What is an Arab? ….
The Arab, in a modern sense, did not exist until the birth of Islam. Until then, the dictionary definition was right: an Arab was no more than a native of Arabia. Arabia relapsed into obscurity at the end of the third century, when easier trade routes to India were developed. For the next three centuries, there was a general stagnation, known to historians as al-Jahiliyah-The Ignorance. But out of this decadence in the seventh century, flowered the faith called Islam and out of Islam came the Arab.It was said that their “brows touched Heaven. Islam brought them to their feet, and in the first of the Arab awakenings, very soon made them masters of an immense and marvelous empire.
Islam created Arabism, and from the start, the power of one was the power of the other. To sense its continuing force, just visiting or seeing a classic mosque of the faith such as Al Asqua or Grand Mosque of Kairouan, one can gather that the allure of the scene is identical among all these landmark houses of worship. The original mosque was a tent, terrific structures that possess a quality of caravansaries ; it is said that the mosque is in a perpetual condition of surprise, but still, there is to all its activities, a soothing sense of the inevitable. The strength of Islam is the strength of absolute certainty. All is ordained, demonstrable, in the books.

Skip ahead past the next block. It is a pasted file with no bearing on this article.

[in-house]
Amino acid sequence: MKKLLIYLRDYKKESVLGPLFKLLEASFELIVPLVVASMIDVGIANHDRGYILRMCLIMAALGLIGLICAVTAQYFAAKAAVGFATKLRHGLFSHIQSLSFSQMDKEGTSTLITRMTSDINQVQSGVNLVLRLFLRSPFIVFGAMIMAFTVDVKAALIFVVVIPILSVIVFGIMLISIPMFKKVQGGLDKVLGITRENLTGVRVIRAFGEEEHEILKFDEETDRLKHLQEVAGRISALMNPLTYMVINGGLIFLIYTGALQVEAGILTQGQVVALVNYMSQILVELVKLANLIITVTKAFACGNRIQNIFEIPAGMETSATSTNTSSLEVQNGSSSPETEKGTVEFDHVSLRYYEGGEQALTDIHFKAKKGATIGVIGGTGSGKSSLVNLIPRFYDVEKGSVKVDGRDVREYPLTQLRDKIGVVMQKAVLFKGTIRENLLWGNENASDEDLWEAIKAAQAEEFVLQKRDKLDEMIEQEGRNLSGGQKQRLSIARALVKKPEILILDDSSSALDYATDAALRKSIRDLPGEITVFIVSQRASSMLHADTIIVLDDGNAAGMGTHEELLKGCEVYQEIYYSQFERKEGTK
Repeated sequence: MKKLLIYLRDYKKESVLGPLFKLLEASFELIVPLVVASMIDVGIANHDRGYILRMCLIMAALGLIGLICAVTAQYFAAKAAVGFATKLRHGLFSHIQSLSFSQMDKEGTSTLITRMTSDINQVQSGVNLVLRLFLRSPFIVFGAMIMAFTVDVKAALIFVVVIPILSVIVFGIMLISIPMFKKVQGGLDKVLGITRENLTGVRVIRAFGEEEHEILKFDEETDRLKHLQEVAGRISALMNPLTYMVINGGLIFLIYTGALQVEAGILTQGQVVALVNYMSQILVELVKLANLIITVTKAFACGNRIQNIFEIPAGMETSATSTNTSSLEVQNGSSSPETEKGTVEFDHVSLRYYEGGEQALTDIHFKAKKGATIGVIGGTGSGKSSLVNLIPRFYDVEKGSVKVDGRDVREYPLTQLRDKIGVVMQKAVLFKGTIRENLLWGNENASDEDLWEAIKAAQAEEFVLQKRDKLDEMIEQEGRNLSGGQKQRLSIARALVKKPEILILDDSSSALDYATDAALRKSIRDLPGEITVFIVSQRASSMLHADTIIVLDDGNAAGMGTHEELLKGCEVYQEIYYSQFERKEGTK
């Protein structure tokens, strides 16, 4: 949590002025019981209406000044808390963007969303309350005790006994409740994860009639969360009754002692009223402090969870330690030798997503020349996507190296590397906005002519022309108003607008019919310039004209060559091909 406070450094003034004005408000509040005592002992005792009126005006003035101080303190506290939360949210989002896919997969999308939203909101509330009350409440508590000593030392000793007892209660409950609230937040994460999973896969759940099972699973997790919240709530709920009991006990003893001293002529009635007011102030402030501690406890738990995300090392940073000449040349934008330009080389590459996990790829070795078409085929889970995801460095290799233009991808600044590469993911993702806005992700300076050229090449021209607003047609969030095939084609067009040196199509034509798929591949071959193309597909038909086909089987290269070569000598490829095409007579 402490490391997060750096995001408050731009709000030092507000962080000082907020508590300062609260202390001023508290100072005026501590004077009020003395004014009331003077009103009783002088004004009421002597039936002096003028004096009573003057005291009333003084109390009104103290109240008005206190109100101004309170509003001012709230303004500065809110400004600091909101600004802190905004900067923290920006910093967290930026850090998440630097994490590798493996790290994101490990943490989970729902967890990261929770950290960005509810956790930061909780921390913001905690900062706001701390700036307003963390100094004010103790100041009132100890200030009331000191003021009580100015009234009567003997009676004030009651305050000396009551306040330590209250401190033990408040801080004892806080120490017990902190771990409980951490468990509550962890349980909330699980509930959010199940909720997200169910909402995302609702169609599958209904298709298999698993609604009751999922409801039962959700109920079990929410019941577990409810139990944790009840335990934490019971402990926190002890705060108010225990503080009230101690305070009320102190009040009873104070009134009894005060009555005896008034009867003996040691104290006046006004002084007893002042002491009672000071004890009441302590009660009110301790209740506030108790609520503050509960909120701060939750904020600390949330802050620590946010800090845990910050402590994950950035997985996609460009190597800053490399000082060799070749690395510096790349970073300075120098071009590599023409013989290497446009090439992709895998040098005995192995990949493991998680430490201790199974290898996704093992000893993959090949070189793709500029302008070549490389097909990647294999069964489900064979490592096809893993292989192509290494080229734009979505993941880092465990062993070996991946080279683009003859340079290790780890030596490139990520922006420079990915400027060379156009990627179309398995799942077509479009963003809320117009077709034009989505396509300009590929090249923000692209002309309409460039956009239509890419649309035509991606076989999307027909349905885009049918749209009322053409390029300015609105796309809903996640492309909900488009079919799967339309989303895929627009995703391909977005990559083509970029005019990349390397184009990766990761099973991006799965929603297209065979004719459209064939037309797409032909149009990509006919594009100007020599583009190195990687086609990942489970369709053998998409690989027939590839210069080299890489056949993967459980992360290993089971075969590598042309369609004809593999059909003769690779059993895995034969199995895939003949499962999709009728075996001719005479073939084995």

Born in the mind of a middle-aged merchant of Mecca, Mohammed “the Reliable,” Islam was not merely a new monotheistic faith, in the line of Judaism and Christianity. It was a compendium of duties and manners- a new lifestyle for the people of the peninsula. It declared the truest revelation of divine will to be the Koran, miraculously dictated to Mohammed over a period of twenty years and later supplemented by a whole cycle of holy traditions. Its rules were well suited to the exactments of desert existence, promising lush rewards in the afterlife and meanwhile adjuring the faithful to abstinence, self-discipline, and surrender to the will of god.
Islam’s grandeur was austere. It went well with harsh places, volatile temperaments, warlike habits. It was a manly and vigorous creed, and tempered by its restraints, armed with its unquestioning beliefs, newly bound together by its comeradeship, the Arabs burst out of their arid homeland to set their stamp upon the world.